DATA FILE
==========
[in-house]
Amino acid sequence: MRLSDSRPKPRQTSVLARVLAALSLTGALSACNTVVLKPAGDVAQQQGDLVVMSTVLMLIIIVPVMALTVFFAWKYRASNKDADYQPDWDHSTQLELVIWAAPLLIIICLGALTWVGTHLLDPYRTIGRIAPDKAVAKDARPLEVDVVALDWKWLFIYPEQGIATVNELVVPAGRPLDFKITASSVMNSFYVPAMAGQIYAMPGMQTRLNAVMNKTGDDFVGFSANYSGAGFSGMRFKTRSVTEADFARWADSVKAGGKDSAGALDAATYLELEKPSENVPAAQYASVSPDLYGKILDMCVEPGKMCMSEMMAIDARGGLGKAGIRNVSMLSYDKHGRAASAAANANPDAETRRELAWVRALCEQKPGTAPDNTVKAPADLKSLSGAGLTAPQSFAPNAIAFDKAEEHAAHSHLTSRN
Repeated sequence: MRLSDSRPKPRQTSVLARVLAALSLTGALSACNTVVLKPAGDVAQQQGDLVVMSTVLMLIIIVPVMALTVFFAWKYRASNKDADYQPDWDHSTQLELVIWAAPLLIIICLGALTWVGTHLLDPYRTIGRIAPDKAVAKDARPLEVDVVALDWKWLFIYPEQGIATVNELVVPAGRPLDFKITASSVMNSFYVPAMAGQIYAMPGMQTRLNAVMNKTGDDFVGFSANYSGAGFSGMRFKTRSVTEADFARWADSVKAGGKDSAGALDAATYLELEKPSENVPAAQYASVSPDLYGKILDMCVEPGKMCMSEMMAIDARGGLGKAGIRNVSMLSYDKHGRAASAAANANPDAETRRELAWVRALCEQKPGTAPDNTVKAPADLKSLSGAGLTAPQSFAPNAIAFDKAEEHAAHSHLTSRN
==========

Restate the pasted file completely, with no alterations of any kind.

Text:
[in-house]
Amino acid sequence: MRLSDSRPKPRQTSVLARVLAALSLTGALSACNTVVLKPAGDVAQQQGDLVVMSTVLMLIIIVPVMALTVFFAWKYRASNKDADYQPDWDHSTQLELVIWAAPLLIIICLGALTWVGTHLLDPYRTIGRIAPDKAVAKDARPLEVDVVALDWKWLFIYPEQGIATVNELVVPAGRPLDFKITASSVMNSFYVPAMAGQIYAMPGMQTRLNAVMNKTGDDFVGFSANYSGAGFSGMRFKTRSVTEADFARWADSVKAGGKDSAGALDAATYLELEKPSENVPAAQYASVSPDLYGKILDMCVEPGKMCMSEMMAIDARGGLGKAGIRNVSMLSYDKHGRAASAAANANPDAETRRELAWVRALCEQKPGTAPDNTVKAPADLKSLSGAGLTAPQSFAPNAIAFDKAEEHAAHSHLTSRN
Repeated sequence: MRLSDSRPKPRQTSVLARVLAALSLTGALSACNTVVLKPAGDVAQQQGDLVVMSTVLMLIIIVPVMALTVFFAWKYRASNKDADYQPDWDHSTQLELVIWAAPLLIIICLGALTWVGTHLLDPYRTIGRIAPDKAVAKDARPLEVDVVALDWKWLFIYPEQGIATVNELVVPAGRPLDFKITASSVMNSFYVPAMAGQIYAMPGMQTRLNAVMNKTGDDFVGFSANYSGAGFSGMRFKTRSVTEADFARWADSVKAGGKDSAGALDAATYLELEKPSENVPAAQYASVSPDLYGKILDMCVEPGKMCMSEMMAIDARGGLGKAGIRNVSMLSYDKHGRAASAAANANPDAETRRELAWVRALCEQKPGTAPDNTVKAPADLKSLSGAGLTAPQSFAPNAIAFDKAEEHAAHSHLTSRN